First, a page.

THE STORY OF TEMPLETON RYE

 
 
Templeton is perhaps best known for "Templeton Rye," which was produced in great quantities here during the prohibition era. Prohibition became law on Jan. 16, 1920, when the 18th Amendment to the US Constitution was enacted forbidding the manufacture and sale of whiskey and other alcoholic beverages.

The following are selected excerpts from an article titled "Templeton Rye," which was written by Lam Schwaller, c 1981.

In 1920, Templeton, like the rest of the nation, was trying to recover from the effects of World War I. This is the year, according to seasoned opinions, that bootlegging, Templeton Style, began to appear. Early products were made from corn, but shortly thereafter, the famous rye whiskey was commonly produced. As the 20ís progressed, more people became involved in the illegal process until it reached its peak in 1930-1931. Local residents had large families or mortgage payments to be made and many saw this as a means of survival.

The going price for a gallon of Templeton Rye was about $5.25 to $5.50. The product, perhaps initially made for local consumption, was of the highest caliber. Many out-of-town buyers asked for some of the "special" stuff and paid a premium for it. As the reputation grew, the demand increased, until at one time, as many as three truckloads of kegs left Templeton in one week, destined for Des Moines, Denver and Chicago.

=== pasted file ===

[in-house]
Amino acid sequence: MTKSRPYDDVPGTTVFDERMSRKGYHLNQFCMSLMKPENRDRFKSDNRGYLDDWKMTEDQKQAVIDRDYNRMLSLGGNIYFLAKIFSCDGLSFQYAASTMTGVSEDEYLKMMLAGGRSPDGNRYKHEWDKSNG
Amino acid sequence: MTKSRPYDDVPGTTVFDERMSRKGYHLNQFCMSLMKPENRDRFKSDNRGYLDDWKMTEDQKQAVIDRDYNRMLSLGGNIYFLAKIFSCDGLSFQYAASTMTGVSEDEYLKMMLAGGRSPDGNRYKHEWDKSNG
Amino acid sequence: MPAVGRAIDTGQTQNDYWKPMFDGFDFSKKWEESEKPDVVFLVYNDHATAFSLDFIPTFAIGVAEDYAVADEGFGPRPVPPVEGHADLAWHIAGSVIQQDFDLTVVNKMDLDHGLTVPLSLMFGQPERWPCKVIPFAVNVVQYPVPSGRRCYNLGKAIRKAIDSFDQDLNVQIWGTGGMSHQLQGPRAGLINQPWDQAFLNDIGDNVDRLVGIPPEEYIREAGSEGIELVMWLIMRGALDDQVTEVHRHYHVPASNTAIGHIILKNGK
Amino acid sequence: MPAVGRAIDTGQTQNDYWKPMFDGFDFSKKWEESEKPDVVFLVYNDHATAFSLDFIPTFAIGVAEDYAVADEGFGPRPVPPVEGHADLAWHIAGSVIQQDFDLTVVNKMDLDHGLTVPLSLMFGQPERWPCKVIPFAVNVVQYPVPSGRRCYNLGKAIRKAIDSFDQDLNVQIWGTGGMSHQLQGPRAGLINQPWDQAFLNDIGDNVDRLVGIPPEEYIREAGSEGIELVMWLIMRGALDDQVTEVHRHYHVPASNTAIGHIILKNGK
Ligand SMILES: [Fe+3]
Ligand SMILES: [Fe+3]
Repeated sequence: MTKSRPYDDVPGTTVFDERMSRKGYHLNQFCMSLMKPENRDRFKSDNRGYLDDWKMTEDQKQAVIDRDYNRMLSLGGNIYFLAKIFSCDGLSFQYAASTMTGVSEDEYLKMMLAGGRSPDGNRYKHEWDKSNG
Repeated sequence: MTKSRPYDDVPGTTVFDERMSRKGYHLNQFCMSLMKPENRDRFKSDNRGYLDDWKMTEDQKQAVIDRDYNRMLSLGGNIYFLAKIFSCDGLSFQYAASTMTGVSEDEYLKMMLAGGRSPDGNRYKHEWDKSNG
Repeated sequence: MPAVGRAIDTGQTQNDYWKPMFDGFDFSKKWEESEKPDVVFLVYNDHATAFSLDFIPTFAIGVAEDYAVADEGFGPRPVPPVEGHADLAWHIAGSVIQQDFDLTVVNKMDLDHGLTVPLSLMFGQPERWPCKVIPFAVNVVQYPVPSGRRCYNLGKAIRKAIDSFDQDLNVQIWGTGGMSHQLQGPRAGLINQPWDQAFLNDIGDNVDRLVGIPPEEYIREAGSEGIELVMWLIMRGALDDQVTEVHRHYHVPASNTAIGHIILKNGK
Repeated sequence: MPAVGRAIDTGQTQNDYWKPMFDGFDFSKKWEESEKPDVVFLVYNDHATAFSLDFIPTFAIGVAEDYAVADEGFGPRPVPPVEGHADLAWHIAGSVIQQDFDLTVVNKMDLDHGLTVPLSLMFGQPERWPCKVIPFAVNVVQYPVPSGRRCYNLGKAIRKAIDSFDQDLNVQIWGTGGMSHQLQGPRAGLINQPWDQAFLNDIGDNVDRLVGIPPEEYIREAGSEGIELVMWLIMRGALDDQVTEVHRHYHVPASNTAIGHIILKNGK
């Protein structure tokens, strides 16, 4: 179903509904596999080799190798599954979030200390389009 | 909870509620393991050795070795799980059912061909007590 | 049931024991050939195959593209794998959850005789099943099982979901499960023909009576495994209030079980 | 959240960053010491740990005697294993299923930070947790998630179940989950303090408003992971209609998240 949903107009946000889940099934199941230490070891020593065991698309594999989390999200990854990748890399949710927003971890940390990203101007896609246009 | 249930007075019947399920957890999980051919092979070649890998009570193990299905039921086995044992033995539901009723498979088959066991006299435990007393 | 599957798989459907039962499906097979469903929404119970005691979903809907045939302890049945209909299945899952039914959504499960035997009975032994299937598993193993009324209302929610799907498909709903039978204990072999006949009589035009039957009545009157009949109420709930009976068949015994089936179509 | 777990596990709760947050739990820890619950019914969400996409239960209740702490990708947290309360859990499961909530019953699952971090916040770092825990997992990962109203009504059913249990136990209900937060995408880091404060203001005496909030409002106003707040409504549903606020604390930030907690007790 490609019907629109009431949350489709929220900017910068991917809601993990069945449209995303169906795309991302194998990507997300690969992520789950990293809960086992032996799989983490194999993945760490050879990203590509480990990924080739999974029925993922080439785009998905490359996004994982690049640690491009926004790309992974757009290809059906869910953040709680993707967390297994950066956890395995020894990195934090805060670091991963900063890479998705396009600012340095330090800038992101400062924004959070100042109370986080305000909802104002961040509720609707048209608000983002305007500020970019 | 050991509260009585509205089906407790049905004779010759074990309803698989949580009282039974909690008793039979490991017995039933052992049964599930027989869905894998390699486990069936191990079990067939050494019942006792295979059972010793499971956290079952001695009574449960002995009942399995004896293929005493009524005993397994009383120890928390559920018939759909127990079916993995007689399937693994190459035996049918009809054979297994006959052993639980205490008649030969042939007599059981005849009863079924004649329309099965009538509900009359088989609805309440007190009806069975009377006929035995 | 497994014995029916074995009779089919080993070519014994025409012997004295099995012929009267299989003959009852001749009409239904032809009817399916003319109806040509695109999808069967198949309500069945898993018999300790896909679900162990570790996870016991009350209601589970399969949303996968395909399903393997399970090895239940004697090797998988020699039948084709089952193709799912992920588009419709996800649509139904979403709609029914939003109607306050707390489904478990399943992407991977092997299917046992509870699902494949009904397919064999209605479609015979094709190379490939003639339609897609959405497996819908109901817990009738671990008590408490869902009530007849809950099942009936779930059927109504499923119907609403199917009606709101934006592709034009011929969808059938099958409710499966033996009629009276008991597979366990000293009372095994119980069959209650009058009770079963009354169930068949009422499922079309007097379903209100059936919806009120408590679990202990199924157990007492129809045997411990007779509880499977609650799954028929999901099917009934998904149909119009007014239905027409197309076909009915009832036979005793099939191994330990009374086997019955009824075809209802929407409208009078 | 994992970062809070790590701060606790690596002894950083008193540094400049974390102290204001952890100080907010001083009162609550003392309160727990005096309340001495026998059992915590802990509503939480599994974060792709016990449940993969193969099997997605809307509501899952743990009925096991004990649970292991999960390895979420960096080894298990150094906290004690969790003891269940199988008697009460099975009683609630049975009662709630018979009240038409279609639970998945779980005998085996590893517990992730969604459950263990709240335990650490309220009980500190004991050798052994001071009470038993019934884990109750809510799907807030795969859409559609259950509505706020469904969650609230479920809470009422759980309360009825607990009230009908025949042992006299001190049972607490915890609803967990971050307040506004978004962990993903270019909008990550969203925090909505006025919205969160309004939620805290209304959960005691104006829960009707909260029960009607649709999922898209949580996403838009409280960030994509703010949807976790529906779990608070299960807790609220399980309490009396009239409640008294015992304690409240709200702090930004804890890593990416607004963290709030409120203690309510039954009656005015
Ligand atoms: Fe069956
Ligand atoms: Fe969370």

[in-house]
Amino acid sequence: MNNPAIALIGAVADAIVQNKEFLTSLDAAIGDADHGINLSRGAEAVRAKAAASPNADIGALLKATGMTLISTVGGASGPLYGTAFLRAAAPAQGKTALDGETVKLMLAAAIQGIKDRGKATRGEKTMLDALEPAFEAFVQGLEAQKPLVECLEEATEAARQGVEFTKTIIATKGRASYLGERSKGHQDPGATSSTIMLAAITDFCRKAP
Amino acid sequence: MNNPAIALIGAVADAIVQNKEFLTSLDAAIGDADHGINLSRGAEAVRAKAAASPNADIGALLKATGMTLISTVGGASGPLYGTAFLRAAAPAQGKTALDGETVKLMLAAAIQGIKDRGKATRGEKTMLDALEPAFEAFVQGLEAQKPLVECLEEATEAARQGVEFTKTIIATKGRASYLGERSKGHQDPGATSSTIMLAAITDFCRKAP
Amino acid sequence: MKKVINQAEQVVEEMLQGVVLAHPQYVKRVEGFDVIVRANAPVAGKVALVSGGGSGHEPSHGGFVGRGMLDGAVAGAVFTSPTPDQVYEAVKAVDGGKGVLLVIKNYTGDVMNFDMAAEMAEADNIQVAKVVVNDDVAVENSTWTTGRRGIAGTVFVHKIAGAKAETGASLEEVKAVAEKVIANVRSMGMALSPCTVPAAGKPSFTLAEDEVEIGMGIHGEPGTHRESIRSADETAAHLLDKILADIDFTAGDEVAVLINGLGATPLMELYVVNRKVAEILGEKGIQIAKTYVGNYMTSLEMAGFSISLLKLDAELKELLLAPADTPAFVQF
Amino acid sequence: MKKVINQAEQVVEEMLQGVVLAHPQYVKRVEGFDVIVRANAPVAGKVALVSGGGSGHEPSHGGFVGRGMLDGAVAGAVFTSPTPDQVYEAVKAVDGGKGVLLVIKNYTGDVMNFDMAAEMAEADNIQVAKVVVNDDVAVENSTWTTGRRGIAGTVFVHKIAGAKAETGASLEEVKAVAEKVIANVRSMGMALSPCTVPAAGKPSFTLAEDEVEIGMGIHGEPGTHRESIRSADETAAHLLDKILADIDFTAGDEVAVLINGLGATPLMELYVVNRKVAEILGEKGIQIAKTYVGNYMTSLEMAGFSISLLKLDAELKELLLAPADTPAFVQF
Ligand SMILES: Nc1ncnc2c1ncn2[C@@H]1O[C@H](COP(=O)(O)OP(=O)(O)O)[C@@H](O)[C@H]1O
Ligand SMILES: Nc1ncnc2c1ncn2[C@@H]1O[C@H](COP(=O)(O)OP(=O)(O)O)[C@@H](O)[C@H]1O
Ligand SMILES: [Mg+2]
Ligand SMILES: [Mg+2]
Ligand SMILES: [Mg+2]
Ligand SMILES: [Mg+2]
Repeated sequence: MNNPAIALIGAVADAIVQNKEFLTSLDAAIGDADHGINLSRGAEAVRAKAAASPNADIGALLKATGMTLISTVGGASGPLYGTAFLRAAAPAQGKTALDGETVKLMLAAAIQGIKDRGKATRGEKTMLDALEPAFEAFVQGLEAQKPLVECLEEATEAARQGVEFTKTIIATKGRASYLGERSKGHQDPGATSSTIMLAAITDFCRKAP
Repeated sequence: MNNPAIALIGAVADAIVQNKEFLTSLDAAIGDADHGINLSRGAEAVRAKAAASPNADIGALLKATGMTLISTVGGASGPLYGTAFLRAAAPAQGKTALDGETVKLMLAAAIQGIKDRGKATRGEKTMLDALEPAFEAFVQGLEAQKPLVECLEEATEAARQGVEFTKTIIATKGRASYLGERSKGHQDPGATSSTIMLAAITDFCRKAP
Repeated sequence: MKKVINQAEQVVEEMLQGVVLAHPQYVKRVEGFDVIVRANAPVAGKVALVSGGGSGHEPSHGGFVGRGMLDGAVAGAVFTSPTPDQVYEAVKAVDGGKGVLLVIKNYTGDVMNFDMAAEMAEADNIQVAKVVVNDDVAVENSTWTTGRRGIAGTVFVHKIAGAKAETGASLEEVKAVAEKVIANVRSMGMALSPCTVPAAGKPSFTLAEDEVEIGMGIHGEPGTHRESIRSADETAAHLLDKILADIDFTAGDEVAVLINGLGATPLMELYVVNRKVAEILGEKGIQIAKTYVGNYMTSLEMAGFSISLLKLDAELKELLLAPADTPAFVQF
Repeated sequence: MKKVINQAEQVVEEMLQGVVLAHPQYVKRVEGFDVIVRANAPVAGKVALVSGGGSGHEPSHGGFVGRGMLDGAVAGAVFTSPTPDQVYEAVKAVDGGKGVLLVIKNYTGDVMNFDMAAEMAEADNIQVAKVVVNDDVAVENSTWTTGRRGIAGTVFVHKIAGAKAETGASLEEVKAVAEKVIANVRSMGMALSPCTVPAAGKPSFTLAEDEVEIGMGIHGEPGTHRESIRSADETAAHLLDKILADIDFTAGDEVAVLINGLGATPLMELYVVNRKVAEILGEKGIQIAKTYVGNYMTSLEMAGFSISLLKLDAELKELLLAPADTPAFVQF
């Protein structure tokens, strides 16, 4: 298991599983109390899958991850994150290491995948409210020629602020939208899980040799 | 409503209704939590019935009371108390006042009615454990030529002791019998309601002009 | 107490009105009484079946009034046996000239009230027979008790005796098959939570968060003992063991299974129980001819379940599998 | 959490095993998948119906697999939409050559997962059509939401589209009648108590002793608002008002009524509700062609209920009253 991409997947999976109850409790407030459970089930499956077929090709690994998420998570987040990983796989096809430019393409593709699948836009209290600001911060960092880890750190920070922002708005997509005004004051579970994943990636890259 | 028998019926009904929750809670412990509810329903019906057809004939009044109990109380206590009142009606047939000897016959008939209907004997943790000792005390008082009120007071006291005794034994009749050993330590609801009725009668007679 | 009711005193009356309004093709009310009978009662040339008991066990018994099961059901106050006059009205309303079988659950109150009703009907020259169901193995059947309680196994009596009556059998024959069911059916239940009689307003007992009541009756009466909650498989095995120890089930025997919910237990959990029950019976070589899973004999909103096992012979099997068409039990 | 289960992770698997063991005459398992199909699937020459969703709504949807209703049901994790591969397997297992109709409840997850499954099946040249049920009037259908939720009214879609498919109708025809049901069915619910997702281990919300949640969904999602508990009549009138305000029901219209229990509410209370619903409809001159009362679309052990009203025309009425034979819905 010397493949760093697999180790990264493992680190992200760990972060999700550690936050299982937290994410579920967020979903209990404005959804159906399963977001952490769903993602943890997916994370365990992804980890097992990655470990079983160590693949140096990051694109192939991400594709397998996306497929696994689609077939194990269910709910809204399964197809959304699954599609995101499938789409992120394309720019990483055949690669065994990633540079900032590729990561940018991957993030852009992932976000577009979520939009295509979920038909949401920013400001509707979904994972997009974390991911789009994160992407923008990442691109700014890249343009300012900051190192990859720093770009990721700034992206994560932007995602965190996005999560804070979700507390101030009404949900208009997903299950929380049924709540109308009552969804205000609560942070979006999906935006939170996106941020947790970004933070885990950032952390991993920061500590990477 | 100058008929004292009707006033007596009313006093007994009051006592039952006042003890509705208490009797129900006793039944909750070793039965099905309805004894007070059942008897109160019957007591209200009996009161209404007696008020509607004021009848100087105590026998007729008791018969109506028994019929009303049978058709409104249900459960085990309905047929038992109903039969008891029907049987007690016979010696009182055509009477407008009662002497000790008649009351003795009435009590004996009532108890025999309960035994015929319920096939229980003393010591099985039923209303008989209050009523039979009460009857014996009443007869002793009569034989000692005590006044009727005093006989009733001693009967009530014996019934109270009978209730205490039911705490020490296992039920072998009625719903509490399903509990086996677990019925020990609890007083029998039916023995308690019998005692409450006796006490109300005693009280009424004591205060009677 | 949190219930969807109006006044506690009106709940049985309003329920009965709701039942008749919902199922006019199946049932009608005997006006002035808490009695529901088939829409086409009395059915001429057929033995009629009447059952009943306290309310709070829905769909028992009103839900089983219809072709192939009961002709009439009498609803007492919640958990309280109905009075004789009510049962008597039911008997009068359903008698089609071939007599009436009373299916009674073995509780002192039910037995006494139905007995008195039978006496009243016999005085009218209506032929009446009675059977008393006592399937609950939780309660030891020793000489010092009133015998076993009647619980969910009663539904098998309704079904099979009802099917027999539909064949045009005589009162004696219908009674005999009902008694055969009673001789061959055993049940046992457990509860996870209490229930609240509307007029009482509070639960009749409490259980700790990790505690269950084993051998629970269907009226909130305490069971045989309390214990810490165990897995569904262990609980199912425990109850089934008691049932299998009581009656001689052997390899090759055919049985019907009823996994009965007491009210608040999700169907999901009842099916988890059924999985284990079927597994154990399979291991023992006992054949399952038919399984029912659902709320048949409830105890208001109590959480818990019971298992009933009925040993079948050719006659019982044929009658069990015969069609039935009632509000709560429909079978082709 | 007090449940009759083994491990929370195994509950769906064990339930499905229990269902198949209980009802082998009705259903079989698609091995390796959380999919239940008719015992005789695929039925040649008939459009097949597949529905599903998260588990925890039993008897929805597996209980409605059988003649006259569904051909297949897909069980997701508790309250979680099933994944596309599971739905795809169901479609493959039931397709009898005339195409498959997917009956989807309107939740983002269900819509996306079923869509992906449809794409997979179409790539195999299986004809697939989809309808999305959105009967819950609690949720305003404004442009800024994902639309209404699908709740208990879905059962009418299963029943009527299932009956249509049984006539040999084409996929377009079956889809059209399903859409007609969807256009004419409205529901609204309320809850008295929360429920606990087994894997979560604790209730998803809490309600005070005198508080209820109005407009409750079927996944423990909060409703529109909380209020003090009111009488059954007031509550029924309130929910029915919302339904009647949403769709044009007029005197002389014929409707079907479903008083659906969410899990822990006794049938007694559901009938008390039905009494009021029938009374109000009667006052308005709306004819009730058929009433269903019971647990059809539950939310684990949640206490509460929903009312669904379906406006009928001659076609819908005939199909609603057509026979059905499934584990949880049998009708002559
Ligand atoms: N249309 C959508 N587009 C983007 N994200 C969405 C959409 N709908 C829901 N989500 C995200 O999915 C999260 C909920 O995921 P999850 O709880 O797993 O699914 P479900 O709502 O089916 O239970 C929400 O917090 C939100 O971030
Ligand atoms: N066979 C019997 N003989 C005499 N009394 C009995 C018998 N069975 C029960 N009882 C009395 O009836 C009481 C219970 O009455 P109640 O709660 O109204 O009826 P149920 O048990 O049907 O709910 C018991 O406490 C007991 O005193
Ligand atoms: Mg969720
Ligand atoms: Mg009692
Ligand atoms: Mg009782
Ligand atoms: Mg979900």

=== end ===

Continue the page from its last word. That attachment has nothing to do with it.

Many legends and rumors have surfaced over the years concerning Templeton Rye. Al Capone, notorious gang leader in Chicago, is said to have been involved in our story. The evidence then and now still indicates that he was never more than a paying customer.

All of this would have been very exciting and very profitable, except for one problem, the Federal agents. They did their best to enforce the law and especially so in Templeton. The local booze runners did all they could to avoid being caught. After a while, the Federal men and some of the hard to catch bootleggers knew each other and almost mutual respect developed, with the agents vowing to get them "the next time."

A few people feel that the Templeton Rye era is a skeleton in our municipal closet and should not be exploited. However, many feel it is a prominent part of our history and heritage and should be presented. It is, perhaps, the most notable thing we have done in Templeton and the one thing that sets us apart. We could have all been bank robbers, you know, or worse!